Provisions applicable in all cases

The following provisions applied starting April 16, 2014, regardless of whether a landlord has asked to be notified when the tenant's municipal utility charges become past due and regardless of whether the municipal utility uses the tax lien procedure to collect unpaid charges:

  • Upon the request of the landlord, a municipal utility must disclose whether a new or prospective tenant has outstanding past-due charges for service provided by the utility in that tenant‚Äôs name at a different address.¬†
  • A municipal utility may require a prospective customer to submit an application for water or electric service.¬†
  • It is not unreasonable or unjustly discriminatory for a municipal utility to adopt application, deposit, disconnection or collection rules and practices that distinguish between customers based on whether the customer owns or leases the property receiving utility service.

Disconnection of a tenant's electrical service

Beginning 14 days after receiving notice that the tenant has municipal electric bill arrearages, the landlord can request the tenant’s electric utility service be shut off. Upon receipt of the request, the municipal utility must notify the tenant that electric service to the premises will be terminated if all past-due charges are not paid in full within 10 days. If the past-due charges remain unpaid 14 days after the utility gave the notice, then the municipal utility is required to shut off the electric service to the rental unit unless prohibited under the Public Service Commission (PSC) rules. PSC rules prohibit the disconnection of electric utility service, for example, during the winter months between November 15 and April 15, during heat emergencies, if disconnection of service will aggravate an existing medical or protective services emergency, if the customer is in compliance with a deferred payment agreement, and while a dispute over the amount of arrears is under investigation by the PSC. See Wis. Stat. § 66.0809(5)(bm).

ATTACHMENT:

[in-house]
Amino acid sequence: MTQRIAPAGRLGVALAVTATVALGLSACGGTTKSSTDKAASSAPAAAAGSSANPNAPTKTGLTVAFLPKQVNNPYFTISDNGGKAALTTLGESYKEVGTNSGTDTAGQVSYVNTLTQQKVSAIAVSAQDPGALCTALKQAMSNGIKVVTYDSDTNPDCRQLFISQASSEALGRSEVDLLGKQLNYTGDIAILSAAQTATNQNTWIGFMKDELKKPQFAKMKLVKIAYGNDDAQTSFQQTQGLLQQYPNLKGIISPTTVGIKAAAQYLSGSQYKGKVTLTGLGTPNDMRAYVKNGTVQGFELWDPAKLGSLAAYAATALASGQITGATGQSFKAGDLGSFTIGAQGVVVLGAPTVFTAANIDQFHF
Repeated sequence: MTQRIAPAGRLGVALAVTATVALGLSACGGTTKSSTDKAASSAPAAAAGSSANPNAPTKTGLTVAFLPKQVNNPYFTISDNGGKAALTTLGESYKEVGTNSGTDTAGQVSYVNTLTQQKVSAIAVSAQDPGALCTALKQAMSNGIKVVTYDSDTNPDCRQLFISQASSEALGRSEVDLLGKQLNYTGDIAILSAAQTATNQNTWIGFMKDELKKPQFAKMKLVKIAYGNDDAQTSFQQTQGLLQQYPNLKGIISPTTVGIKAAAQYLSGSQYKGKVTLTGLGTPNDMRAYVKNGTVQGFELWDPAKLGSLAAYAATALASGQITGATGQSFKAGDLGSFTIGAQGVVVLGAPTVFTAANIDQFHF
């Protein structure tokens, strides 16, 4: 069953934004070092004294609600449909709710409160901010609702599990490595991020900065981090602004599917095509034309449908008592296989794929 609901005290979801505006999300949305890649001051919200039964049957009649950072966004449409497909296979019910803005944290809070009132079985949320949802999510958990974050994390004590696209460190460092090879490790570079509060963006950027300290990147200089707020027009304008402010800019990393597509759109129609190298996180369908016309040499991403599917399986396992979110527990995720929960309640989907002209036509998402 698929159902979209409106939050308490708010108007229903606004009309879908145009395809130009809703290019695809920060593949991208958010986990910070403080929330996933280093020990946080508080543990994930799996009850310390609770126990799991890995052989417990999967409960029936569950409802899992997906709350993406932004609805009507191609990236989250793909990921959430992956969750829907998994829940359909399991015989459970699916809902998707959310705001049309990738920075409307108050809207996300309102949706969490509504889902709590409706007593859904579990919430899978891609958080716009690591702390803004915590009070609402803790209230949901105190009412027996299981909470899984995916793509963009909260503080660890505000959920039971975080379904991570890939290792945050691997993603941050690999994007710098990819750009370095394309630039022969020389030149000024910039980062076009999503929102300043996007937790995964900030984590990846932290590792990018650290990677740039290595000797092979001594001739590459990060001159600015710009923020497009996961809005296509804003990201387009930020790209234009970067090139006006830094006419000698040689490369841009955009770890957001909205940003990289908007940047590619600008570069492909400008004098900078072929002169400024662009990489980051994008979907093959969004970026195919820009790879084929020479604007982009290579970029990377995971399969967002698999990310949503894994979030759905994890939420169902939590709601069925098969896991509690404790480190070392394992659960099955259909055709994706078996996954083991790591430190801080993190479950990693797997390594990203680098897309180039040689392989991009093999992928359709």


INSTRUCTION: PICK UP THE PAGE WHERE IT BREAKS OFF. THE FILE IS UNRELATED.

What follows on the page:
The requirement to disconnect service only applies if the municipal public utility uses the tax roll process to collect unpaid electric charges. The landlord-requested disconnection provision does not apply to water or gas service.

Resources

Debbi Conrad is Senior Attorney and Director of Legal Affairs for the WRA.